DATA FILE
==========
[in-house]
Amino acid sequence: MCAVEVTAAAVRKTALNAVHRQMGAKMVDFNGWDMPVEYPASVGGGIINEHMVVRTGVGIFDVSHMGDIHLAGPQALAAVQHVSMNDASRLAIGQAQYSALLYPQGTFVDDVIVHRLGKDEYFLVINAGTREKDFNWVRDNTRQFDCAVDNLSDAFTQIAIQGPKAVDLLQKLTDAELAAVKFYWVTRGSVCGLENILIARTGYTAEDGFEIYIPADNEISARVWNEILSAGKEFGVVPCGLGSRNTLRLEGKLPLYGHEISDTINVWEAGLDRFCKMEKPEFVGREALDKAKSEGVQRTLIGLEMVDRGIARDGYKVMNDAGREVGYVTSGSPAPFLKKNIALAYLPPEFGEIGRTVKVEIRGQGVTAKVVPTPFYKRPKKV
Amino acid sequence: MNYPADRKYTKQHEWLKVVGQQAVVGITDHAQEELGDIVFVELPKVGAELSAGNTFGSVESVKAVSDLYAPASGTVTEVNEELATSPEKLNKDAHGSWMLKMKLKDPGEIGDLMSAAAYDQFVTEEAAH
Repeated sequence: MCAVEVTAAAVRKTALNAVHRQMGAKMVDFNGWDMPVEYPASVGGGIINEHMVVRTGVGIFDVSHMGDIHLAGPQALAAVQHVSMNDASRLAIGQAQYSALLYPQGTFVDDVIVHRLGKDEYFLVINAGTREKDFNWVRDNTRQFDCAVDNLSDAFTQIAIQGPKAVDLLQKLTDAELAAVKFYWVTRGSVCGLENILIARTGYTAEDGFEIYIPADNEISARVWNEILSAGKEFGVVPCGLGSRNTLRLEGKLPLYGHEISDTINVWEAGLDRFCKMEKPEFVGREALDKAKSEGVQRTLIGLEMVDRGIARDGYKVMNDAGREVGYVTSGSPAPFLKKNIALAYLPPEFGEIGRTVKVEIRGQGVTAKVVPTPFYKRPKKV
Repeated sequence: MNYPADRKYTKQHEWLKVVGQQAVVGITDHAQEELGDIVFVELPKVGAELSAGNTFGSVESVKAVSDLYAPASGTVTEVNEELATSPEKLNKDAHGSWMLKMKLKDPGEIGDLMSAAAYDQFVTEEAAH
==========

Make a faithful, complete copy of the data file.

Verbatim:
[in-house]
Amino acid sequence: MCAVEVTAAAVRKTALNAVHRQMGAKMVDFNGWDMPVEYPASVGGGIINEHMVVRTGVGIFDVSHMGDIHLAGPQALAAVQHVSMNDASRLAIGQAQYSALLYPQGTFVDDVIVHRLGKDEYFLVINAGTREKDFNWVRDNTRQFDCAVDNLSDAFTQIAIQGPKAVDLLQKLTDAELAAVKFYWVTRGSVCGLENILIARTGYTAEDGFEIYIPADNEISARVWNEILSAGKEFGVVPCGLGSRNTLRLEGKLPLYGHEISDTINVWEAGLDRFCKMEKPEFVGREALDKAKSEGVQRTLIGLEMVDRGIARDGYKVMNDAGREVGYVTSGSPAPFLKKNIALAYLPPEFGEIGRTVKVEIRGQGVTAKVVPTPFYKRPKKV
Amino acid sequence: MNYPADRKYTKQHEWLKVVGQQAVVGITDHAQEELGDIVFVELPKVGAELSAGNTFGSVESVKAVSDLYAPASGTVTEVNEELATSPEKLNKDAHGSWMLKMKLKDPGEIGDLMSAAAYDQFVTEEAAH
Repeated sequence: MCAVEVTAAAVRKTALNAVHRQMGAKMVDFNGWDMPVEYPASVGGGIINEHMVVRTGVGIFDVSHMGDIHLAGPQALAAVQHVSMNDASRLAIGQAQYSALLYPQGTFVDDVIVHRLGKDEYFLVINAGTREKDFNWVRDNTRQFDCAVDNLSDAFTQIAIQGPKAVDLLQKLTDAELAAVKFYWVTRGSVCGLENILIARTGYTAEDGFEIYIPADNEISARVWNEILSAGKEFGVVPCGLGSRNTLRLEGKLPLYGHEISDTINVWEAGLDRFCKMEKPEFVGREALDKAKSEGVQRTLIGLEMVDRGIARDGYKVMNDAGREVGYVTSGSPAPFLKKNIALAYLPPEFGEIGRTVKVEIRGQGVTAKVVPTPFYKRPKKV
Repeated sequence: MNYPADRKYTKQHEWLKVVGQQAVVGITDHAQEELGDIVFVELPKVGAELSAGNTFGSVESVKAVSDLYAPASGTVTEVNEELATSPEKLNKDAHGSWMLKMKLKDPGEIGDLMSAAAYDQFVTEEAAH